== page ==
And Learning Catalytics is not just a technology – it's based on research-based pedagogies. When students login to Learning Catalytics they are prompted to enter where they are sitting in the lecture hall. This allows me to monitor student responses in real-time based on where they are sitting, and tells me where to focus my attention and facilitate instruction. Learning Catalytics also manages student interactions by grouping students with an intelligent algorithm based on how they responded. Once I assign groups, students receive a message on their device telling them which peers to talk to. Students are not told the correct answer, just the classmates with whom they should discuss their responses. They discuss their answers with each other and resubmit. A graphic is shown to illustrate this process and highlight the significant gains I observed by having students engage in this activity.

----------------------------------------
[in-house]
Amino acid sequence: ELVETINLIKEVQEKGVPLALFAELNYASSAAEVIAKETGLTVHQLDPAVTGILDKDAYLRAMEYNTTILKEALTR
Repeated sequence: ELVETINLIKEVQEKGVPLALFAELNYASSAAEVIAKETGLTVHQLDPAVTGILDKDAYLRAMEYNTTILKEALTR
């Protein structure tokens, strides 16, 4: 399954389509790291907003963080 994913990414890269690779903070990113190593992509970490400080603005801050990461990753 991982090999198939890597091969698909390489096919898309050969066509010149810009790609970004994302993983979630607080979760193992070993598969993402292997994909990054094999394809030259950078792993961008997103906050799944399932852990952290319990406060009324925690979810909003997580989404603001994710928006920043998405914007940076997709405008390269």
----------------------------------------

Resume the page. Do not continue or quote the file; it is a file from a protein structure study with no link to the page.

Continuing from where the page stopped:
For the example given here, the student discussions increased percentage of students responding correctly from 53% to 96%. This fall, I plan to probe whether or not the students really learned from their peers or simply copied their responses. To do this, I will utilize the Team Based Assessment response modality for the recitation sections. In recitation, I will give the students a similar question to what they saw in lecture and they will first individually respond to all questions in the module; then, students will gather in their groups and respond to the same questions as a team. This will allow me to monitor student progress from lecture to recitation and then eventually to the exam score.
Read more about Matt's approach to flipping his classroom.
Watch Matt's TEDx talk about his teaching.